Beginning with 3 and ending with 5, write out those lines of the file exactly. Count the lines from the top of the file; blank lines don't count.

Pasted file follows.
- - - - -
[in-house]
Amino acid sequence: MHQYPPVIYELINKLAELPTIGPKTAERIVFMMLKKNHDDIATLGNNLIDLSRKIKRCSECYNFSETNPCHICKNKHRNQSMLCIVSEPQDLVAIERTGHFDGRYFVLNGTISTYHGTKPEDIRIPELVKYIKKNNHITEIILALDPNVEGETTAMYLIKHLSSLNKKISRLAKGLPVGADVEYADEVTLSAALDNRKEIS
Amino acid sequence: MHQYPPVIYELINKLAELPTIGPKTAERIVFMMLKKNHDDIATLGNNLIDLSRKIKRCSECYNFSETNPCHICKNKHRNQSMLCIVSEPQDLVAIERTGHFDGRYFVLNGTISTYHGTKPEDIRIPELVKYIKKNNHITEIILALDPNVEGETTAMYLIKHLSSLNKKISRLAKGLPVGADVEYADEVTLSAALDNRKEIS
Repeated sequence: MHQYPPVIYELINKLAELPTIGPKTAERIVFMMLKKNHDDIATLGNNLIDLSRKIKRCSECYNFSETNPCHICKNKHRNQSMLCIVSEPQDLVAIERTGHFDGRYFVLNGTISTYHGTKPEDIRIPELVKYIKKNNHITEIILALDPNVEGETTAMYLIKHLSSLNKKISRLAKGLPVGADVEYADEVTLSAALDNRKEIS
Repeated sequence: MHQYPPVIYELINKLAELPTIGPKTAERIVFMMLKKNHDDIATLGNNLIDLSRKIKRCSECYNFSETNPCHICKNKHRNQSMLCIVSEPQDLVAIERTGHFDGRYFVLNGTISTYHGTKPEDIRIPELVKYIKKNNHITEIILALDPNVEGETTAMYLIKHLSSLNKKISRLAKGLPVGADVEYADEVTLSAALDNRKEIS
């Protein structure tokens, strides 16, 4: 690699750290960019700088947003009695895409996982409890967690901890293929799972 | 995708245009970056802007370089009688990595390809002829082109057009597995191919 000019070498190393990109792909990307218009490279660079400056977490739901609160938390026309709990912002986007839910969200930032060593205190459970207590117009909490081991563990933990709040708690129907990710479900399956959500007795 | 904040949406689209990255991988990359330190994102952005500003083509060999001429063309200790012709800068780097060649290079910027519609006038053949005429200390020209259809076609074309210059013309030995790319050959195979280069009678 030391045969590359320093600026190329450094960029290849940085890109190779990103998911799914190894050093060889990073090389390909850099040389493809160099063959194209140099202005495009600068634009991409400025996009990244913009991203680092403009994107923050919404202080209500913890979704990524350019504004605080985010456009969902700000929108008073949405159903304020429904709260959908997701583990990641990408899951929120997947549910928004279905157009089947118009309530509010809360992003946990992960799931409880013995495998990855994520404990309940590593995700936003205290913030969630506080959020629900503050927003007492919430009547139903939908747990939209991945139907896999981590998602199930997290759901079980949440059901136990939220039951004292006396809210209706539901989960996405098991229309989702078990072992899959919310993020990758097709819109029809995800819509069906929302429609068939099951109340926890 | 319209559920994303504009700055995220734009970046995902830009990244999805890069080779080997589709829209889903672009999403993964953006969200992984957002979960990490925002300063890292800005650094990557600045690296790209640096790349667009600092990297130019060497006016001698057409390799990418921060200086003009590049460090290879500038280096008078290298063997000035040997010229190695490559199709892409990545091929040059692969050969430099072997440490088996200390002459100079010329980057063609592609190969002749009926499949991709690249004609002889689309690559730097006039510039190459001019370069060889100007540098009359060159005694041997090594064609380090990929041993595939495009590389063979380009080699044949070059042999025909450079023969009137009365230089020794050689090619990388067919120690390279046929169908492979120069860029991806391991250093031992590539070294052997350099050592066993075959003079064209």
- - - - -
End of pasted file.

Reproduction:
Amino acid sequence: MHQYPPVIYELINKLAELPTIGPKTAERIVFMMLKKNHDDIATLGNNLIDLSRKIKRCSECYNFSETNPCHICKNKHRNQSMLCIVSEPQDLVAIERTGHFDGRYFVLNGTISTYHGTKPEDIRIPELVKYIKKNNHITEIILALDPNVEGETTAMYLIKHLSSLNKKISRLAKGLPVGADVEYADEVTLSAALDNRKEIS
Repeated sequence: MHQYPPVIYELINKLAELPTIGPKTAERIVFMMLKKNHDDIATLGNNLIDLSRKIKRCSECYNFSETNPCHICKNKHRNQSMLCIVSEPQDLVAIERTGHFDGRYFVLNGTISTYHGTKPEDIRIPELVKYIKKNNHITEIILALDPNVEGETTAMYLIKHLSSLNKKISRLAKGLPVGADVEYADEVTLSAALDNRKEIS
Repeated sequence: MHQYPPVIYELINKLAELPTIGPKTAERIVFMMLKKNHDDIATLGNNLIDLSRKIKRCSECYNFSETNPCHICKNKHRNQSMLCIVSEPQDLVAIERTGHFDGRYFVLNGTISTYHGTKPEDIRIPELVKYIKKNNHITEIILALDPNVEGETTAMYLIKHLSSLNKKISRLAKGLPVGADVEYADEVTLSAALDNRKEIS